requires “unity at all costs.”

Cubans seldom share the zeal of the revolution’s founders because the
system provides residents with few of the opportunities that they are
smart enough to envision and able-bodied enough to pursue, she noted.

“Young people coming out of the great health and education systems don’t
see they really have a future,” she said. “And the older generations —
those who were part of the revolutionary ethos from the beginning —
they’re dying.”

Most Cubans’ commitment to sharing and solidarity “went out the window
in the ’90s,” said Philip Peters, Cuba analyst for the Lexington
Institute think tank in Arlington, Va., recalling the Cuban leadership’s
replacement of moral incentives with material rewards to boost
production in the lean years after Soviet aid stopped.

“I think it was always clear that during some of the market-oriented
changes made in the ’90s that Castro was holding his nose,” Peters said.
“One reason was because those changes produced inequalities in the society.”

Granma has been exposing case after case of “unscrupulous elements”
engaging in black-market commerce. The Communist Party newspaper
disclosed last month that theft of medications and healthcare equipment,
from factories as well as hospitals and clinics, had become so chronic
that some patients couldn’t get vital treatment.

The volumes of food disappearing from state warehouses also suggest
thievery from top to bottom. As in former communist states in Eastern
Europe, there is little sense of wrongdoing among Cubans who take home
part of what they produce to sell and stretch salaries that average less
than $15 a month.

“The bulk of economic crimes that exist in Cuba are small-scale — people
who don’t have hard-currency income who steal a chicken from the
restaurant where they work or sell a little gasoline on the side from
their company’s pump so they can put meat on the table that weekend,”
Peters said.

A high-profile campaign against corruption has been underway for at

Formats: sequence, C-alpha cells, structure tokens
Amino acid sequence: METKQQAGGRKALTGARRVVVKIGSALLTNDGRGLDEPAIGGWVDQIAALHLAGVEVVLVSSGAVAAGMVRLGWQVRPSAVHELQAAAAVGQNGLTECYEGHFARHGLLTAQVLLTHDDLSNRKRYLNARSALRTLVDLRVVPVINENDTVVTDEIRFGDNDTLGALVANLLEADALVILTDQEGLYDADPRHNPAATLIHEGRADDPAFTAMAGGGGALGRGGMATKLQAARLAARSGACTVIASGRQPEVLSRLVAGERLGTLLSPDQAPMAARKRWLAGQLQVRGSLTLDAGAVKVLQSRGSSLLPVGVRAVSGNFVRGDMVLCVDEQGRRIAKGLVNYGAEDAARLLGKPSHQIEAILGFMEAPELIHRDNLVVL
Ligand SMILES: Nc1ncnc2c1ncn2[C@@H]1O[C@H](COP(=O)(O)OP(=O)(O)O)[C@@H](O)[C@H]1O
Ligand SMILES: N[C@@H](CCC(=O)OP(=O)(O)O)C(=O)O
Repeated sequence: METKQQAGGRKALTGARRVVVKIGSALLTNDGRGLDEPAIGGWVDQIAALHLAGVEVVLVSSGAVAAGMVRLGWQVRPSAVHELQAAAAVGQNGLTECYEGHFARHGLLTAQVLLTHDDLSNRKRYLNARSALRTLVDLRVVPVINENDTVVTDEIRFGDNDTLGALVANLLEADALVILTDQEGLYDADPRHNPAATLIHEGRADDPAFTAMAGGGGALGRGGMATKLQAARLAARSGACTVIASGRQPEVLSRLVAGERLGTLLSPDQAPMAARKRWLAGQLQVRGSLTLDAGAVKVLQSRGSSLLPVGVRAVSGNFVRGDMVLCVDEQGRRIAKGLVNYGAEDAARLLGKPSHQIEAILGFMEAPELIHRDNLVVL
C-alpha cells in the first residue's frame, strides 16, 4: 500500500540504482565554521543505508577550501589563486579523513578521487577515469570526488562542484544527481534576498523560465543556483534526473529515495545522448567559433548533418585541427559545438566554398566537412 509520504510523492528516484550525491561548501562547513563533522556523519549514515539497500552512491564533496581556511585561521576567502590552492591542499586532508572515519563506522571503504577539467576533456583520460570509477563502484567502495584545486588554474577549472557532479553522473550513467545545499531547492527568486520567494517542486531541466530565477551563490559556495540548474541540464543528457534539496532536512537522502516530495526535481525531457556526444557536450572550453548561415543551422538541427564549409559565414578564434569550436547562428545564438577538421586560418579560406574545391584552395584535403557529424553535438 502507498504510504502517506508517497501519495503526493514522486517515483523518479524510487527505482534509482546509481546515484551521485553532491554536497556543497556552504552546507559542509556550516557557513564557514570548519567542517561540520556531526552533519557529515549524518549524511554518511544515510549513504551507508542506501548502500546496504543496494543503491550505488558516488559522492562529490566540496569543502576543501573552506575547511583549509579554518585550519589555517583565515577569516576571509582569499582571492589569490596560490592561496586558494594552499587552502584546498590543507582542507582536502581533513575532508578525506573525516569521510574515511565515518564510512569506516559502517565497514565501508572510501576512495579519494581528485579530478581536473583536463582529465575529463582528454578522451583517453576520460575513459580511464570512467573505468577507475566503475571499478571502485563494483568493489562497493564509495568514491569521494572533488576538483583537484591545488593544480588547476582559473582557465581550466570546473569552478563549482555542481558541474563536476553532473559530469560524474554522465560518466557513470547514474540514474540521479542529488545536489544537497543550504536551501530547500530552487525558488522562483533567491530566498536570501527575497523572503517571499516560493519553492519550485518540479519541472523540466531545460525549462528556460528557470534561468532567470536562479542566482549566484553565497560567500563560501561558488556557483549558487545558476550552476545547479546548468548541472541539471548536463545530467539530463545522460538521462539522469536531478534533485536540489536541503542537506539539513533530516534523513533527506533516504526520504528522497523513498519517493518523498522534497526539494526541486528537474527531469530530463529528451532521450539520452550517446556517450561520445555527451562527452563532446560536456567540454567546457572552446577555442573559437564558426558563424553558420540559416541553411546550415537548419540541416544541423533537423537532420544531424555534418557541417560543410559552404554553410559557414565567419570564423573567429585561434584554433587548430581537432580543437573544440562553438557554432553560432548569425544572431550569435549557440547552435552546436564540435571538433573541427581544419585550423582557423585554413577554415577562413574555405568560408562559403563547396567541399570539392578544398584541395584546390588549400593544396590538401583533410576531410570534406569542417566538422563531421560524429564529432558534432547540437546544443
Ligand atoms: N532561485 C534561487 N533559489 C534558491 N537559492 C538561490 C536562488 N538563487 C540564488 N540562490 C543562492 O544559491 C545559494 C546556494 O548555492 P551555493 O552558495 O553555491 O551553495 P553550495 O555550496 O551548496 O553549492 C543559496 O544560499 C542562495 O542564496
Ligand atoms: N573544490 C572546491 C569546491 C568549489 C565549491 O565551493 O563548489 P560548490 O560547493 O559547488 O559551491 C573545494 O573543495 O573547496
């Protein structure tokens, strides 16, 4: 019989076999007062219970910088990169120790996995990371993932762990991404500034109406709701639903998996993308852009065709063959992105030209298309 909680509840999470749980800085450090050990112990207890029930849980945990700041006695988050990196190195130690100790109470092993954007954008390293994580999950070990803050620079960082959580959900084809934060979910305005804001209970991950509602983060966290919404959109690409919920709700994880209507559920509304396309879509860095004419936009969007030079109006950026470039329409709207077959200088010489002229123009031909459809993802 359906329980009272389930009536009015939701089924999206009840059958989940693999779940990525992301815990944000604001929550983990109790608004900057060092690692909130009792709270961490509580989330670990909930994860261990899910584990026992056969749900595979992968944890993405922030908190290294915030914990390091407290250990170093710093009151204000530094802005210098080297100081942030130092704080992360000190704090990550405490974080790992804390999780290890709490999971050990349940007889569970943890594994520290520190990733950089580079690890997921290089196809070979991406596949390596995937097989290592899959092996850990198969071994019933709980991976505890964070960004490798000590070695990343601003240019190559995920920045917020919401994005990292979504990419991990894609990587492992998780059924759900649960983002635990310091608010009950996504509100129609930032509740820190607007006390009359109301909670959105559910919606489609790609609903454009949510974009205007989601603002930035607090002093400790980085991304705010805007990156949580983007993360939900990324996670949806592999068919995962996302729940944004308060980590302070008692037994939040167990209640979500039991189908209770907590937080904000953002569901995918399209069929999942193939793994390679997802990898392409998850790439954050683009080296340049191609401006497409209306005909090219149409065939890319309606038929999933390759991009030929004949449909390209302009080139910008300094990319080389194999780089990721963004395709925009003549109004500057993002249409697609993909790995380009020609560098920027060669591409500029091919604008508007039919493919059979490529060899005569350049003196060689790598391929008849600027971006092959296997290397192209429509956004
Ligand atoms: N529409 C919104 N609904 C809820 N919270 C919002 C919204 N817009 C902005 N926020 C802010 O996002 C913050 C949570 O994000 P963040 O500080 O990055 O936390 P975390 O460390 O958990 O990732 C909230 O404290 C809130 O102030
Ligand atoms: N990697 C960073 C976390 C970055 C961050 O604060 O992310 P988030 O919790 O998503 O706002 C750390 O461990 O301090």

least three years, but Castro disclosed the severity of the problem when
he warned in November that the very fate of the revolution was at risk
amid such moral failures.

“He’s trying to relight the fire. But no one goes to the fire,” said
Damian Fernandez, head of the Cuban Research Institute at Florida
International University. Castro can still turn out half a million
people for big anti-American protests, he said, “but they’re bused there
and they go because it’s a big fiesta or
their jobs depend on it.”

The revolutionary fervor has irrevocably faded, he said, because “the
regime that produced equity in the 1960s now produces inequity,” with
high-ranking Communist Party members benefiting from development of
tourist resorts that ordinary Cubans aren’t even allowed to enter.

“Fidel frankly dislikes capitalism. He has this very romantic notion
that money corrupts, that money is bad,” Fernandez said. “He genuinely
believes that.”

Jaime Suchlicki, director of the University of Miami’s Institute for
Cuban and Cuban-American Studies, likens Castro’s actions to the
brutalities of the Cultural Revolution. Just as Mao relied on the Red
Guards, Castro deploys special enforcement squads from the Interior
Ministry and the neighborhood Committees for the Defense of the
Revolution to seize property, break up demonstrations and hound those
who challenge the one-party order.

Although China’s burgeoning middle class and growing prosperity today
are due to the reforms embraced after Mao’s death, Castro rejects the
Chinese model, Suchlicki said.

“He went to China and came back and said they’re making great advances
but this is not for Cuba,” Suchlicki said. “He’s afraid of it, just like
he was afraid of perestroika and glasnost.”

Despite their severity, Castro’s moves have failed to stamp out dissent.

In an attempt to draw international attention to restrictions on use of
the Internet, psychologist and Angola war veteran Guillermo Farinas has
been waging a hunger strike since late January. The Ladies in White,
relatives of political prisoners, still march after church on Sundays,
demanding the men’s release.

Caleb McCarry, the U.S. State Department’s Cuba transition coordinator,
sees the latest crackdowns as “a sign of weakness and fear on the part
of the regime.” He predicts the efforts will fail to fan the
revolutionary embers.

“The genie is already outside the bottle,” McCarry said.

http://www.latimes.com/news/nationworld/world/la-fg-revolution30apr30,1,1954966.story